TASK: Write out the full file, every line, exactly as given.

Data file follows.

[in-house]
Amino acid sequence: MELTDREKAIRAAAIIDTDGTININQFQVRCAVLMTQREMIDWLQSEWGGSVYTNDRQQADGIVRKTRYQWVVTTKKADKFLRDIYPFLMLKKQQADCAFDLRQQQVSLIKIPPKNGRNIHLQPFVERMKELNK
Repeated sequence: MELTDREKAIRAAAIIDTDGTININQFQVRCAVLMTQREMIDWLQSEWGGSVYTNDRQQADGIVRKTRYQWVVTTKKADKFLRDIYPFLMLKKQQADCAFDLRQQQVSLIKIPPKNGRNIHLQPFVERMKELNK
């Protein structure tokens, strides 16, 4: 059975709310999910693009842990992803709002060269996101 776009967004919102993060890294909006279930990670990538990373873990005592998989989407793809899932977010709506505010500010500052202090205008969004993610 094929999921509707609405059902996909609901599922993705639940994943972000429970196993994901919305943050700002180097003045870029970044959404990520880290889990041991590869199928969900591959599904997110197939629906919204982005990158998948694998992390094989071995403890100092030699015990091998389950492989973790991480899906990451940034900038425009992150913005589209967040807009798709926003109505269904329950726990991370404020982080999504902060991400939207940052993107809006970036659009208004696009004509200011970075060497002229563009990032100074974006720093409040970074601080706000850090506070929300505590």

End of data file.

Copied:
[in-house]
Amino acid sequence: MELTDREKAIRAAAIIDTDGTININQFQVRCAVLMTQREMIDWLQSEWGGSVYTNDRQQADGIVRKTRYQWVVTTKKADKFLRDIYPFLMLKKQQADCAFDLRQQQVSLIKIPPKNGRNIHLQPFVERMKELNK
Repeated sequence: MELTDREKAIRAAAIIDTDGTININQFQVRCAVLMTQREMIDWLQSEWGGSVYTNDRQQADGIVRKTRYQWVVTTKKADKFLRDIYPFLMLKKQQADCAFDLRQQQVSLIKIPPKNGRNIHLQPFVERMKELNK
């Protein structure tokens, strides 16, 4: 059975709310999910693009842990992803709002060269996101 776009967004919102993060890294909006279930990670990538990373873990005592998989989407793809899932977010709506505010500010500052202090205008969004993610 094929999921509707609405059902996909609901599922993705639940994943972000429970196993994901919305943050700002180097003045870029970044959404990520880290889990041991590869199928969900591959599904997110197939629906919204982005990158998948694998992390094989071995403890100092030699015990091998389950492989973790991480899906990451940034900038425009992150913005589209967040807009798709926003109505269904329950726990991370404020982080999504902060991400939207940052993107809006970036659009208004696009004509200011970075060497002229563009990032100074974006720093409040970074601080706000850090506070929300505590």